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7Miltenberger, Waters, Egemo-Helm, and Bagne (2007) showed that the use of in situ training following the use of the Eddie Eagle program increased the effectiveness of the program (almost all children in both the E ddie Eagle and the BST group demonstrated the skills following one in situ training). A recent internet search on national child abduction prevention programs revealed several commercially available programs designed to teach children the skills to avoid abduction. One prevention program in particular is The Safe Side The Safe Side program, which began in 2004, employs a video training approach with instructions and modeling of safety skills and provides seve ral “hot tips” in order to teach abduction safety skills to children ages 5-10 years old. The developers be hind the training video have attempted to make the video humor ous at times, engaging, and developmentally appropriate for 5 to 10 year ol ds (The Safe Side, 2004). Sim ilar to other safety skills programs shown to be effective (Poche et al., 1981; Johns on et al., 2005: 2006; Marchand-Martella, et al., 1996) the Safe Side program teaches children to engage in similar safety skills when presented with a potential abduction situation; say no, get away, and tell a parent or other safe adult. The Safe Side website hosts a page of testimoni als regarding the efficacy of the training program as well as lists the numerous awards the program has received (The Safe Side, 2004); however, like many other commerci ally available programs aimed to teach safety skills to children, there is no publishe d scientific research examining the program’s efficacy. Although research has found strategies such as BST and IST to be effective, these approaches are largely ina ccessible; therefore, it would be beneficial for research to examine the programs that are commercially available so that many more children can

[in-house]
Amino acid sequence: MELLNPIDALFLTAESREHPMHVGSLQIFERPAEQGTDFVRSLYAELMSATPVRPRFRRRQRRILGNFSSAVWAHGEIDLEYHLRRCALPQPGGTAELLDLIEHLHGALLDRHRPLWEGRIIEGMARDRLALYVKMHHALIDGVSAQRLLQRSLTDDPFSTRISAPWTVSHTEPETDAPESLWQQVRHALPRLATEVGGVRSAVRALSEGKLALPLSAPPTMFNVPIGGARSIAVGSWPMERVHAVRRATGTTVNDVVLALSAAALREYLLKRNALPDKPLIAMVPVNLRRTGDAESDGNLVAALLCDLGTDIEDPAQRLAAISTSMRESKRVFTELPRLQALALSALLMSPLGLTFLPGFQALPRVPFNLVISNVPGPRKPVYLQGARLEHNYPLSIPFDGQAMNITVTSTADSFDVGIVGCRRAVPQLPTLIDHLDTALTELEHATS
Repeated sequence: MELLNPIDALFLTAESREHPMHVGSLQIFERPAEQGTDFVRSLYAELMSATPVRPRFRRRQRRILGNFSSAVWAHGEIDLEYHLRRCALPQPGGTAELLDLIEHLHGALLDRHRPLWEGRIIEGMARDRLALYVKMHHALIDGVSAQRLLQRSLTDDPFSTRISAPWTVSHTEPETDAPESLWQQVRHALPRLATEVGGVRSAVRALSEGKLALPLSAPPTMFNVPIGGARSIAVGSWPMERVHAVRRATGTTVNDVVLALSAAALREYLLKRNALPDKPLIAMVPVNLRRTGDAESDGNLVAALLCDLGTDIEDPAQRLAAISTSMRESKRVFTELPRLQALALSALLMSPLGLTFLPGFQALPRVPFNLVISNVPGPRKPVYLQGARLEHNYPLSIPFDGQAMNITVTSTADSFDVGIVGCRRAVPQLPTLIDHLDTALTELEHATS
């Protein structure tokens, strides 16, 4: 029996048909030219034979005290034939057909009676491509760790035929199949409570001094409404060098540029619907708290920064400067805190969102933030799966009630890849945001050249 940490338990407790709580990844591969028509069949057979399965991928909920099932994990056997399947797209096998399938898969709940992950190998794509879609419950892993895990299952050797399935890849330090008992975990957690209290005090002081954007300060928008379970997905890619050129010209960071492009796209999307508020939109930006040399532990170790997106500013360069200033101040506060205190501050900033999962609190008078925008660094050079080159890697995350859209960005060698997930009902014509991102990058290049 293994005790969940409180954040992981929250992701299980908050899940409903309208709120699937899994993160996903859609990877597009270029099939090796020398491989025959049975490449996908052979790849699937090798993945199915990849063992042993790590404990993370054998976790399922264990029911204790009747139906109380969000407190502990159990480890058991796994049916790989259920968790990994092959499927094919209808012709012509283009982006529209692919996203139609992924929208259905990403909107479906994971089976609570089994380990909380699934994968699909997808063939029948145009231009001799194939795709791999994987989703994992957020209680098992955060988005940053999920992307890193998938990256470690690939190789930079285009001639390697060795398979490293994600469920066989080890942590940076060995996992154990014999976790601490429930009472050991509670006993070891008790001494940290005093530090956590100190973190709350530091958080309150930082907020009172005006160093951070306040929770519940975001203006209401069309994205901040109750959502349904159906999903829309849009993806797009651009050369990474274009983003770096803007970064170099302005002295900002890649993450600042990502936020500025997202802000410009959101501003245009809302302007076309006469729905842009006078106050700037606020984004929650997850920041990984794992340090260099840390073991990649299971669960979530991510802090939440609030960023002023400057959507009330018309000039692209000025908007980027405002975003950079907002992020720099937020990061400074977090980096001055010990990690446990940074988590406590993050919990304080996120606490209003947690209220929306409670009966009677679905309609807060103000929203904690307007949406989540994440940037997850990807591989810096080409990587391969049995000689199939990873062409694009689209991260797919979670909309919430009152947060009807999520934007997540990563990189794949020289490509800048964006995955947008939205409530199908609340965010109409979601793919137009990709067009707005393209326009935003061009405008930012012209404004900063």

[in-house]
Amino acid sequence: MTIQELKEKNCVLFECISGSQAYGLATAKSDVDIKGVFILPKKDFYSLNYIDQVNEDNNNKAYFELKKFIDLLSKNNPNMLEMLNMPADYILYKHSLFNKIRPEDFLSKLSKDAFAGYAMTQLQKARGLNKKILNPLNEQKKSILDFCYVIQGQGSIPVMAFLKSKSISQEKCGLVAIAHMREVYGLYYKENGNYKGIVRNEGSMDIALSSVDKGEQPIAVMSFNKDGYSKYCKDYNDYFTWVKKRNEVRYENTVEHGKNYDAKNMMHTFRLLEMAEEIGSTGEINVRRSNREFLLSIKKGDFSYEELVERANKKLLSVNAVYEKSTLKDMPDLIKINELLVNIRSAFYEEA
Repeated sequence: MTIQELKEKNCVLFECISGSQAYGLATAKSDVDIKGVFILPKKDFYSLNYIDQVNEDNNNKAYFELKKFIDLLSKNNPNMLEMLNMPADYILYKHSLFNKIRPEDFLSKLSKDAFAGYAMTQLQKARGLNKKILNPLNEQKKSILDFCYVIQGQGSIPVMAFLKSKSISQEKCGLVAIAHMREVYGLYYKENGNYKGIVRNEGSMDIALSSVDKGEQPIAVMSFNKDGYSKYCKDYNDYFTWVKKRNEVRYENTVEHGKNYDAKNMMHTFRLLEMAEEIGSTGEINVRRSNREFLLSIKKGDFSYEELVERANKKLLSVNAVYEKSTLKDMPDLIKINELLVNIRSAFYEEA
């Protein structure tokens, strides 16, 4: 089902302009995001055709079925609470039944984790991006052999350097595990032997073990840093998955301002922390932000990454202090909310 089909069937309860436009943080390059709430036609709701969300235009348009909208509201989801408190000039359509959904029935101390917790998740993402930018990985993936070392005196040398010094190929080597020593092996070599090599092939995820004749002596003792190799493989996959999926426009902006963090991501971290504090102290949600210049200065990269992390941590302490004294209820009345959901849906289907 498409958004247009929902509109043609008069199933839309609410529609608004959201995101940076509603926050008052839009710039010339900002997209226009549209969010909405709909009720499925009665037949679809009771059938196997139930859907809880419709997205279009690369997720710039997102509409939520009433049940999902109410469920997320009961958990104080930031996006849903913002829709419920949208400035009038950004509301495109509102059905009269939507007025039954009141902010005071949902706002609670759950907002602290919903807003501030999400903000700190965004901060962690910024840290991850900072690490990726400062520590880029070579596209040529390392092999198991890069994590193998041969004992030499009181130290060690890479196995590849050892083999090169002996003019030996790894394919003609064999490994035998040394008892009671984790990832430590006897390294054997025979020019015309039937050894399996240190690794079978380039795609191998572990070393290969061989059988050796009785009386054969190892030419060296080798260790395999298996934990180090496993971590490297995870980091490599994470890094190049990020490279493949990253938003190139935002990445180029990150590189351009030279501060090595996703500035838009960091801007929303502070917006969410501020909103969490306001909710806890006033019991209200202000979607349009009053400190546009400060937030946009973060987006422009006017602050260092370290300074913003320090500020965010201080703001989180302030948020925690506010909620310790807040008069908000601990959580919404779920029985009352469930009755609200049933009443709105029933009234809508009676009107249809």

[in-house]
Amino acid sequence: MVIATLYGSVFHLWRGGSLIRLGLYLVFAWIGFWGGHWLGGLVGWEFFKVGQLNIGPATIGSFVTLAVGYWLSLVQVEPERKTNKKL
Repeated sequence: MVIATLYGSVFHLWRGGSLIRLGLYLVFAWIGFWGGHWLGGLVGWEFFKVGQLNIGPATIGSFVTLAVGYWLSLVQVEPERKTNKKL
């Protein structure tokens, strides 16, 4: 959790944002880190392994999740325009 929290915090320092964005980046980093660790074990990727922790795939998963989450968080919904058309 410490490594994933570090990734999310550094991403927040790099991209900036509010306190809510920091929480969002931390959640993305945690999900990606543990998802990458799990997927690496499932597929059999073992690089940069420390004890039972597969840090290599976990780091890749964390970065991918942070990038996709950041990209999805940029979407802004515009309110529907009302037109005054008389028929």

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8receive effective training in less time a nd using fewer resources. Furthermore, by examining the efficacy of commercially avai lable prevention programs, researchers can identify modifications that can be made to increase their effectiv eness if necessary. The purpose of this study is to evaluate the efficacy of the commercially available abduction prevention program, The Safe Side Furthermore, given the success of in situ training following the Eddie Eagle program in previous research (Gatheridge et al., 2005; Kelso et al., 2007), this study will further evalua te in situ training as an added component for any children who do not demonstrate the skills following the evaluation of The Safe Side program. Various assessments will be conducted in different situations to examine the acquisition of skills following training. As this program has not received previous scientific evaluation, the following predictions will be made: (a) Following the viewing of the Safe Side Stranger Safety DVD, the participants will achieve scores higher than their baseline scores; however, they will not perform the skills to criterion; (b) In situ training will be effective for teaching abducti on prevention skills to the participants in each of the situations.